We examine four state markets in the Vision Study in different regions with different makeups. Each state differs in their current level of experience with community solar. Investment in these four states would top $17.4 billion by 2030.
California has been a clear market leader in solar energy in nearly every aspect, making up just over 38% of overall U.S. solar deployed to date. However, the state’s Green Tariff Shared Renewables Program has failed to provide access to community solar for the state’s residents and businesses. Under the Green Tariff Shared Renewables program enacted in 2013, the three CA IOUs are required to procure up to 600 MW of new renewables to which customers can subscribe. However, to date, only two community solar projects are under development. Meanwhile, municipal and cooperative utilities like SMUD and Imperial Irrigation District have set up more ambitious solar projects that target bill savings for subscribers, including low-income customers.
We urge state leaders to improve California’s lagging community solar options and show the nation and the world what real clean energy and climate justice leadership looks like.
- Total Addressable Market: 14.8 million customers
- Total Community Solar Capacity Operating: 6.3 GW to 8.2 GW
- Annual Electricity Generated: 9.4 TWh to 12.4 TWh
- Share of State Electricity Consumption:3.4% to 4.4%
- Subscribers Served: 747,000 to 964,000
- Low- and Moderate-Income Households Supported:440,000 to 550,000 Cumulative Capital Invested: $9.8 billion to $12.8 billion
- Annual Spend on Operations, Leases and Taxes: $125 million to $165 million
Despite exciting recent growth in other solar market segments, Florida does not currently have a statewide community solar option. Well-designed programs at the state or utility level would help more Floridians save on their energy bills, improve community resilience and unleash more of the state’s tremendous solar job creation opportunity.
- Vision Scenarios Total Addressable Market: 8.4 million customers
- Total Community Solar Capacity Operating: 2.3 GW to 3.6 GW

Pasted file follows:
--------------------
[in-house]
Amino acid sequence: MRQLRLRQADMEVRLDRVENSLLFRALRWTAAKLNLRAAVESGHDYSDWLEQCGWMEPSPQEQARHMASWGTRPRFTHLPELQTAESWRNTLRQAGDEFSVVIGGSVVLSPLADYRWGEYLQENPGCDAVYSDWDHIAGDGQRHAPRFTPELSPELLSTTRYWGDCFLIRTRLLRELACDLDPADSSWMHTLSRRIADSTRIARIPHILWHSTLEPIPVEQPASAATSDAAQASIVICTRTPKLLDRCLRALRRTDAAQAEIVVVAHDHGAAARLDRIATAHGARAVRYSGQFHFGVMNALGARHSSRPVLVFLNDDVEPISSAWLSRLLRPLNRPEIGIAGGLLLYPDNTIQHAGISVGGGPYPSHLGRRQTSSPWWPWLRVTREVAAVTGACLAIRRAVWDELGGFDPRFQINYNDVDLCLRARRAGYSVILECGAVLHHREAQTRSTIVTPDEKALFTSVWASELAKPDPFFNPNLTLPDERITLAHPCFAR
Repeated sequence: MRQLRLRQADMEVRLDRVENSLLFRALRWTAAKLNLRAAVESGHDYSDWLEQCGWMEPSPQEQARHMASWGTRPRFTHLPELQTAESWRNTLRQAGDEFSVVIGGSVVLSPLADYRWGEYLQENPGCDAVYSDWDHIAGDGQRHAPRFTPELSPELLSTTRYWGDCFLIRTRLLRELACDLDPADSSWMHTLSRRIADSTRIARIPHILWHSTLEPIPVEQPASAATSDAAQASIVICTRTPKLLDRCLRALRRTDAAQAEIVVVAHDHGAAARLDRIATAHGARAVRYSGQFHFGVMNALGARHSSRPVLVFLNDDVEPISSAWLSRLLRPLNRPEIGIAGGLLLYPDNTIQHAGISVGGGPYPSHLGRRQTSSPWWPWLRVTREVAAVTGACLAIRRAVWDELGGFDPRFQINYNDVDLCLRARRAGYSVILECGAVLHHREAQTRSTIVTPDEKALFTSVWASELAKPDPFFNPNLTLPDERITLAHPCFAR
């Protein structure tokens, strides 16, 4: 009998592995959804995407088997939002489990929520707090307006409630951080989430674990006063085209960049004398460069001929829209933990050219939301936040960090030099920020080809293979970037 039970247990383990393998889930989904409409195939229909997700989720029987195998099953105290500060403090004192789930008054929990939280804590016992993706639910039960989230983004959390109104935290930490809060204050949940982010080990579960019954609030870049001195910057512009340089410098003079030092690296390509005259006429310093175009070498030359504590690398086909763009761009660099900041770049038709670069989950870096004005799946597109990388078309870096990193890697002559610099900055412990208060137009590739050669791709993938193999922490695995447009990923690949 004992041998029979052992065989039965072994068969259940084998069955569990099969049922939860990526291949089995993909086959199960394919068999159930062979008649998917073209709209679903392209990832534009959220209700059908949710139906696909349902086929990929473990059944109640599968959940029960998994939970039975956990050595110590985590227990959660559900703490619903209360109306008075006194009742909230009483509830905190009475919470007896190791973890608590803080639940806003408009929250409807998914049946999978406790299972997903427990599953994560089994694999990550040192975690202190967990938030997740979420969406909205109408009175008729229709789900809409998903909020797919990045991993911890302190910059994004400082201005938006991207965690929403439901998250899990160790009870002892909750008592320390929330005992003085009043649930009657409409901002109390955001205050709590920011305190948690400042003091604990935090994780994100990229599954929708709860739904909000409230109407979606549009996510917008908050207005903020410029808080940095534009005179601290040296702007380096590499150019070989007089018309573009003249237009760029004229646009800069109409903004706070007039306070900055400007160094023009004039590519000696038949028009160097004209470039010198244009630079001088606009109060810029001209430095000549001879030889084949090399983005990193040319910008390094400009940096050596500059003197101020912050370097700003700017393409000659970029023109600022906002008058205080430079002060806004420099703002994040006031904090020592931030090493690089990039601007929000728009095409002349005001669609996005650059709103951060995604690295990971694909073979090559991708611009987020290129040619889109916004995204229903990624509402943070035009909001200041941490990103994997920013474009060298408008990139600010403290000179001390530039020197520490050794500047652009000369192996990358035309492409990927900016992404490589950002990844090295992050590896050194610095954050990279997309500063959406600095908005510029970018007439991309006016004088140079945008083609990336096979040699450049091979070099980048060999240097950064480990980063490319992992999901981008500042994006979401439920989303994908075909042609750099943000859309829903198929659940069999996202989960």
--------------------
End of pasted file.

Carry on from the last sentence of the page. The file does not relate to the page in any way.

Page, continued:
- Annual Electricity Generated: 3.2 TWh to 5.1 TWh
- Share of State Electricity Consumption:1.1% to 1.8%
- Subscribers Served: 287,000 to 384,000
- Low- and Moderate-Income Households Supported:141,000 to 189,000
- Cumulative Capital Invested: $3.3 billion to $4.0 billion
- Annual Spend on Operations, Leases and Taxes: $34 million to $55 million
Despite strong potential, Michigan does not currently have a statewide community solar option. We urge legislators to pass a statewide community solar program that would help more families save on their energy bills, improve community health and create good local jobs.
- Total Addressable Market: 3.7 million customers
- Total Community Solar Capacity Operating: 1.4 GW to 2.3 GW
- Annual Electricity Generated: 1.5 TWh to 2.5 TWh
- Share of State Electricity Consumption:1.5% to 2.4%
- Subscribers Served: 177,000 to 288,000
- Low- and Moderate-Income Households Supported:92,000 to 176,000
- Cumulative Capital Invested: $2.0 billion to $3.0 billion
- Annual Spend on Operations, Leases and Taxes: $21 million to $35 million
In 2018, the state passed an exciting new community solar program, which is currently being implemented by regulators. We urge regulators to ensure that this program delivers tangible economic benefits to all customer types, including low-income families.
- Total Addressable Market: 3.5 million customers
- Total Community Solar Capacity Operating: 2.3 GW to 3.3 GW
- Annual Electricity Generated: 2.6 TWh to 3.6 TWh
- Share of State Electricity Consumption:3.3% to 4.5%
- Subscribers Served: 219,000 to 410,000
- Low- and Moderate-Income Households Supported: 119,000 to 255,000
- Cumulative Capital Invested: $2.8 billion to $4.9 billion
- Annual Spend on Operations, Leases and Taxes: $47 million to $65 million
Rural cooperatives can benefit from more community solar.
Rural electric cooperatives provide electricity to 42 million people in 47 states across the country. The overwhelming majority of Americans want more renewable energy, yet it accounts for only 8% of electric co-op power. Individuals and local communities have the right to choose local, reliable, and clean energy solutions.
Download our guide:
Get the Full Report
Download the Executive Summary and Full Report for complete access to The Vision For U.S. Community Solar: A Roadmap to 2030.
Special thanks to: